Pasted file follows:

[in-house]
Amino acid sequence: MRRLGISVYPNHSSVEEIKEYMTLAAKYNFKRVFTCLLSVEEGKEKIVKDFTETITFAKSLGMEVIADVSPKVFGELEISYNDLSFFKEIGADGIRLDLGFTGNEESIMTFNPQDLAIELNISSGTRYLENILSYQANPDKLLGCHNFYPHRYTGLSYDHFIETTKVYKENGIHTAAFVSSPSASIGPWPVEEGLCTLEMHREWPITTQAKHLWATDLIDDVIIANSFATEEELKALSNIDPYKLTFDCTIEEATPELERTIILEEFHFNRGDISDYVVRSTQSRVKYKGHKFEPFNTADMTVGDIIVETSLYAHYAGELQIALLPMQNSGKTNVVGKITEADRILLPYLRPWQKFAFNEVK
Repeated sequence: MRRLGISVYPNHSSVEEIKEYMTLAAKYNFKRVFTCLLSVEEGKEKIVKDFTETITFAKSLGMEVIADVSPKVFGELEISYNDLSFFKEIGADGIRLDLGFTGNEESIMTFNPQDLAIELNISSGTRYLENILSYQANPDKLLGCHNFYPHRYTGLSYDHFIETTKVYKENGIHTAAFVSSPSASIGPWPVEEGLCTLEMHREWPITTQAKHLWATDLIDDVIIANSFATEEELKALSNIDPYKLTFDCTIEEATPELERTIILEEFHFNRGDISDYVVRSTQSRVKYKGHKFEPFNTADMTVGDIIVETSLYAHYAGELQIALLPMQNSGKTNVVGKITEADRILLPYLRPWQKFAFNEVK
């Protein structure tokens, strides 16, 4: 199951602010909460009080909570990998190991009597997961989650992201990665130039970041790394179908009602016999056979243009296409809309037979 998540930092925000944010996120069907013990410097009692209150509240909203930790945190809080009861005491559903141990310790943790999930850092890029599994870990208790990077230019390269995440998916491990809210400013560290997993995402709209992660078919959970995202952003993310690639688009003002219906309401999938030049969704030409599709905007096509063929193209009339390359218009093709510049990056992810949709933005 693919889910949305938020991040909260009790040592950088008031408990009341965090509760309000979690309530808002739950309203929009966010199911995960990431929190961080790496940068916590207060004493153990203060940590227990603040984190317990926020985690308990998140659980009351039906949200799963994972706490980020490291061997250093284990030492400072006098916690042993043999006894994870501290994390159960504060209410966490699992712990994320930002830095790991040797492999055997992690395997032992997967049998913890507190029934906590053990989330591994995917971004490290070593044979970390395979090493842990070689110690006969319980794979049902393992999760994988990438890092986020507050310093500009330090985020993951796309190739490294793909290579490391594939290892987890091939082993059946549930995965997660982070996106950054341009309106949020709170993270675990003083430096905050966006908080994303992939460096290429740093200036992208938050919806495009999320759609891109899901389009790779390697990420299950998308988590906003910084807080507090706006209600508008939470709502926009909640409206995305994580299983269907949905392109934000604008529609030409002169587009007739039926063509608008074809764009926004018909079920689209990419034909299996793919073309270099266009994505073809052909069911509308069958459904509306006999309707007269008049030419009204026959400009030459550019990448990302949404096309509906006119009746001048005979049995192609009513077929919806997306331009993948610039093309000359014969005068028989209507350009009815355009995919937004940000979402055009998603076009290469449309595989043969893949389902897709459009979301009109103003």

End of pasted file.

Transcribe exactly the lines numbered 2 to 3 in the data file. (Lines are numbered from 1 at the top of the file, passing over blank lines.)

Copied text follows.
Amino acid sequence: MRRLGISVYPNHSSVEEIKEYMTLAAKYNFKRVFTCLLSVEEGKEKIVKDFTETITFAKSLGMEVIADVSPKVFGELEISYNDLSFFKEIGADGIRLDLGFTGNEESIMTFNPQDLAIELNISSGTRYLENILSYQANPDKLLGCHNFYPHRYTGLSYDHFIETTKVYKENGIHTAAFVSSPSASIGPWPVEEGLCTLEMHREWPITTQAKHLWATDLIDDVIIANSFATEEELKALSNIDPYKLTFDCTIEEATPELERTIILEEFHFNRGDISDYVVRSTQSRVKYKGHKFEPFNTADMTVGDIIVETSLYAHYAGELQIALLPMQNSGKTNVVGKITEADRILLPYLRPWQKFAFNEVK
Repeated sequence: MRRLGISVYPNHSSVEEIKEYMTLAAKYNFKRVFTCLLSVEEGKEKIVKDFTETITFAKSLGMEVIADVSPKVFGELEISYNDLSFFKEIGADGIRLDLGFTGNEESIMTFNPQDLAIELNISSGTRYLENILSYQANPDKLLGCHNFYPHRYTGLSYDHFIETTKVYKENGIHTAAFVSSPSASIGPWPVEEGLCTLEMHREWPITTQAKHLWATDLIDDVIIANSFATEEELKALSNIDPYKLTFDCTIEEATPELERTIILEEFHFNRGDISDYVVRSTQSRVKYKGHKFEPFNTADMTVGDIIVETSLYAHYAGELQIALLPMQNSGKTNVVGKITEADRILLPYLRPWQKFAFNEVK